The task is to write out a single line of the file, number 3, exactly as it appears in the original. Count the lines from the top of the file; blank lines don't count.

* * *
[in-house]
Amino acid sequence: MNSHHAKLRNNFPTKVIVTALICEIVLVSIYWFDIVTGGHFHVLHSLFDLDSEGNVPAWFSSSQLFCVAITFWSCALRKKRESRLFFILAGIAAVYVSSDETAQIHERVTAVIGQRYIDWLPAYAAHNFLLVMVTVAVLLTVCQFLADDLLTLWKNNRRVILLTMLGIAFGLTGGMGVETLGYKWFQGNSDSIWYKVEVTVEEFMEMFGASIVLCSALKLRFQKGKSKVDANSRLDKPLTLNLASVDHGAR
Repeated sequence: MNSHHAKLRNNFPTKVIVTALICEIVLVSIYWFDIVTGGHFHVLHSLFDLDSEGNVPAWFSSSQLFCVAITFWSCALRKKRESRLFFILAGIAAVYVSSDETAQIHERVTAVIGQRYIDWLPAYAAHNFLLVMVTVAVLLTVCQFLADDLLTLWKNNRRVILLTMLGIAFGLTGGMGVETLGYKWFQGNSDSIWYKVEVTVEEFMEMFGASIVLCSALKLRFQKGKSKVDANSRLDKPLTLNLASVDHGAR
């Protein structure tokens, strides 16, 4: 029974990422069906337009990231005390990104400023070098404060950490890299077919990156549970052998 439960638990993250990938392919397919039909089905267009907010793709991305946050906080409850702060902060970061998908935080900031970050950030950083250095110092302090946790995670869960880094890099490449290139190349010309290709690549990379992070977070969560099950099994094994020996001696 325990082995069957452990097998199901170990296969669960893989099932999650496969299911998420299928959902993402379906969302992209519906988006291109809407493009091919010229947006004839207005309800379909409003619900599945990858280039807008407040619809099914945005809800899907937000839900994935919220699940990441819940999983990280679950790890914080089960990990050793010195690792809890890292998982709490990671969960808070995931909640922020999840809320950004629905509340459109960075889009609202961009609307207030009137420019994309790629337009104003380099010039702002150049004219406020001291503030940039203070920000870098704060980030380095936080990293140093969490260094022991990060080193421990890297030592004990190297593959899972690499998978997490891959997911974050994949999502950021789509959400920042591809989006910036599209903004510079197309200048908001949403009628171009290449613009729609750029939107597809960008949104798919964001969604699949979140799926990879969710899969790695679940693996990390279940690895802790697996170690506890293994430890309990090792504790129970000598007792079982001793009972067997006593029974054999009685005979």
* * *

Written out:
Repeated sequence: MNSHHAKLRNNFPTKVIVTALICEIVLVSIYWFDIVTGGHFHVLHSLFDLDSEGNVPAWFSSSQLFCVAITFWSCALRKKRESRLFFILAGIAAVYVSSDETAQIHERVTAVIGQRYIDWLPAYAAHNFLLVMVTVAVLLTVCQFLADDLLTLWKNNRRVILLTMLGIAFGLTGGMGVETLGYKWFQGNSDSIWYKVEVTVEEFMEMFGASIVLCSALKLRFQKGKSKVDANSRLDKPLTLNLASVDHGAR